The article reached by clicking on the title is about depression affecting your job search. Jason Alba, the author, founded 3 years ago – it seems that creating a company was the outcome of his job search. A follow-up article is found here:

While you may not create your own company as a result of looking for work, there is a great principle at work in Jason’s story: he used his job search experience as fodder for getting his “right fit” work. From my outside perspective (I haven’t interviewed Jason), it appears that he got so good at organizing all the elements of his job search that he realized his tools could also help others. He was open to opportunity based on looking at what he did really well, what he spent his time doing, and what gave him satisfaction and yes, even joy.

I talked to someone today who was relating how she didn’t write her cover letters. Instead she researched and then secured sea bass on a Sunday for a dinner with close friends.

I was struck by how differently we viewed that project, for project it was. To her, it said “AVOIDANCE!” She didn’t do what she was “supposed to do” and instead did what she wanted to do. She was doing an excellent job of beating herself up.

To me, it said “I LOVE THIS!” She learned a lot about a topic related to a field in which she wants to work – food, nutrition, obesity, public health – and she delivered a necessary resource on time to the cook.

This experience tells me a few things, information that she can use:

1. The jobs she thought about applying for are just not compelling enough – yet. Her desire to work is not strong enough yet to overcome her fear of the unknown. The posted jobs may contain things she doesn’t like – or thinks she doesn’t like. Or she fears that she doesn’t have the skills and doesn’t want to risk being rejected.

2. She needs more experiences doing things for other people, feeling how great it is to deliver on a promise. Then she can extend that to feeling how great it is to deliver on a promise to herself. She’s still in the habit of disappointing herself, even as she expects someone else to swoop in and “rescue” her by dropping a job in her lap. In some ways, the habit is one of thinking that she disappoints herself, of setting herself up to let herself down, rather than actually doing so. If instead she were to look at what she IS doing, instead of what she is NOT doing, she might be surprised at how much she’s doing that is bringing her closer to her goal of getting satisfying paid work.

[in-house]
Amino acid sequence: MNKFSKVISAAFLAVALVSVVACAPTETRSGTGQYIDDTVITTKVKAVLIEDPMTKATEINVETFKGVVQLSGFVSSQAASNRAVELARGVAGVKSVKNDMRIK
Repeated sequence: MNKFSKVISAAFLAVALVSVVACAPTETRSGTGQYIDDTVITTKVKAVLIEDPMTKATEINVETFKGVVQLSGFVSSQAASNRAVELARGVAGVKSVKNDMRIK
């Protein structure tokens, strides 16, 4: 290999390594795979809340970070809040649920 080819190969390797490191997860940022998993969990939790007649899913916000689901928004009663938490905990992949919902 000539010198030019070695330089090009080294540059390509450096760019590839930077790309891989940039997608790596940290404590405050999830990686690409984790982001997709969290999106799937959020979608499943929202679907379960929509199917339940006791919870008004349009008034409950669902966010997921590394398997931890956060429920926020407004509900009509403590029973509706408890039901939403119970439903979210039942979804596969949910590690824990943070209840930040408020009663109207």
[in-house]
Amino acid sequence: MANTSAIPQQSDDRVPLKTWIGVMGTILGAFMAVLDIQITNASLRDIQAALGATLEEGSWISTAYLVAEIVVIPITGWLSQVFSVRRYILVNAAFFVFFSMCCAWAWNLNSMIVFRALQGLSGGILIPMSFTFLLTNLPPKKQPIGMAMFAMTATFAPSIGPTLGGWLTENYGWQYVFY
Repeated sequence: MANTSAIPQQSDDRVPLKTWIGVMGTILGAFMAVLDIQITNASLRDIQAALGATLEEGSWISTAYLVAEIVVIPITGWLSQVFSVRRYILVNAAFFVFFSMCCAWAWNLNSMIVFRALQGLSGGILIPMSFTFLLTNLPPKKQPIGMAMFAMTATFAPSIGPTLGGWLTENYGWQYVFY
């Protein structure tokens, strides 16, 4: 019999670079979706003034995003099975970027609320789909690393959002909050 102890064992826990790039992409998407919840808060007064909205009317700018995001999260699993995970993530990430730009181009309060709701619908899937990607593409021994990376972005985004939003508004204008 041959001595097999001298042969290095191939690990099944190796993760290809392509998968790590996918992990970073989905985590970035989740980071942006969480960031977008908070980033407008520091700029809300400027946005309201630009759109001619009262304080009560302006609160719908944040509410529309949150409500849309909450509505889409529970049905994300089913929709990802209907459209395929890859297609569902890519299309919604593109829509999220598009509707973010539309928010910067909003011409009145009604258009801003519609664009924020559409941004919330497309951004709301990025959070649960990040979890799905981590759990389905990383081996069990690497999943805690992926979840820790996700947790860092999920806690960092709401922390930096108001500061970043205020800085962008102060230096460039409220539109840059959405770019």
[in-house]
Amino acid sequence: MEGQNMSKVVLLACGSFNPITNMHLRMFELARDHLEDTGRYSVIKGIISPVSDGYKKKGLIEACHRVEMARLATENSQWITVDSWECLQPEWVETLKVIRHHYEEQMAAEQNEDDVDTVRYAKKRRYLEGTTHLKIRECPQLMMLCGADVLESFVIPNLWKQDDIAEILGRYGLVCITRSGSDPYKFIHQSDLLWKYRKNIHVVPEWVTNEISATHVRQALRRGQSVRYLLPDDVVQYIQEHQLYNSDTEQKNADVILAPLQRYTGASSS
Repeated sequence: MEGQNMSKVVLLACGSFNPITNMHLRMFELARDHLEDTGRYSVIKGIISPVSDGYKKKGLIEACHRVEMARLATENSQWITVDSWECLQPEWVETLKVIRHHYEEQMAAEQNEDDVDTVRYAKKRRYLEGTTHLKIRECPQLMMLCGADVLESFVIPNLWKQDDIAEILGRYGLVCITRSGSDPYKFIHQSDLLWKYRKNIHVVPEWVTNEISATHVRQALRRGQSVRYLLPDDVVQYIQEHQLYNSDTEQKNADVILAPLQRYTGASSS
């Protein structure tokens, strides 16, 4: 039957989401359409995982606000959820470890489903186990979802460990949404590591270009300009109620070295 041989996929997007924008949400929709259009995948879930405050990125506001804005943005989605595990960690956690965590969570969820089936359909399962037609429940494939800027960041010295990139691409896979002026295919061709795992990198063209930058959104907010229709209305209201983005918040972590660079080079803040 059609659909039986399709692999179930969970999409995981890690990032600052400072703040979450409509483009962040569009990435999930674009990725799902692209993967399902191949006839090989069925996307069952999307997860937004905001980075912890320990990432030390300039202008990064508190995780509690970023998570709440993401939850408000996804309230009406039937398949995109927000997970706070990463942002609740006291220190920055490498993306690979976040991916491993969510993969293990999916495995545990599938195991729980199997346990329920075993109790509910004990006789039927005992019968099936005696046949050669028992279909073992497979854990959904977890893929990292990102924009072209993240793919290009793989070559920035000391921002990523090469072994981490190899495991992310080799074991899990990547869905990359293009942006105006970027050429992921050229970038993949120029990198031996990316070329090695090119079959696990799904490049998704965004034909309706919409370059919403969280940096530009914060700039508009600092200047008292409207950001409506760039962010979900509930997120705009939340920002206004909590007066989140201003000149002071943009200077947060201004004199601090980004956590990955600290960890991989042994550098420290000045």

3. Her fear of applying for jobs is greater than her desire to work – for now. There’s a real reluctance to be rejected, as well as some distrust of her ability to pick a good work situation. She’s reentering the paid workforce after several years and some deep disappointments at previous employers…there’s a lot of stuff to clear out of her path and it is taking time to wend our way through the piles, spot the valuable nuggets and set aside the dross of negative thinking, low self-esteem, fear of making the wrong choice, the “imposter syndrome” that besets so many (“they’ll find out I’m really no good…”).

4. She is naturally drawn to certain kinds of activities, activities that can easily be done for pay: project management, resource development, research, networking, sourcing, vendor relations, food service. When you do something because you love it, it doesn’t feel like work. So I think: look at those things you do for fun, as a hobby, and identify the skills, abilities, talents and activities involved.

The key message is that instead of engaging in self-flagellation, take a good look at what you did instead of what you thought you “should” do. There are good reasons for our choices. Abandon the judgment long enough to observe yourself. My experience is that when I stopped choosing to feel terrible about myself, I emerged from my depression. And it is a choice that needs to be made consciously at first until it becomes a habit.

I don’t claim to know about everyone’s situation, I only know what has worked for me and some of the people around me. Today, I will go to any lengths to feel good about myself and my choices – including doing the things I wish someone else would do for me but they can’t. Only I can do them, and while I may not always like being a grown-up, it’s a relief to know that I can feel better by taking an action rather than sitting around thinking about all that I should be doing.

The other day I came up with a new meaning for the acronym FEAR: Faithless Ego Anticipates Ruin. Taking action in the now, the present, is the best antidote for fear that I’ve found.

I guess I didn’t change until I was so sick and tired of feeling afraid, of letting myself down, of allowing the outside world to control my inner world – that I was willing to see what it felt like to just do the next thing in front of me without projecting into the future or assigning it any meaning beyond its intrinsic meaning.

I have no idea what will happen in the next hour, never mind next week. All I can do is my best with what’s in front of me. That freed me from a lot of depression in job search and other aspects of life.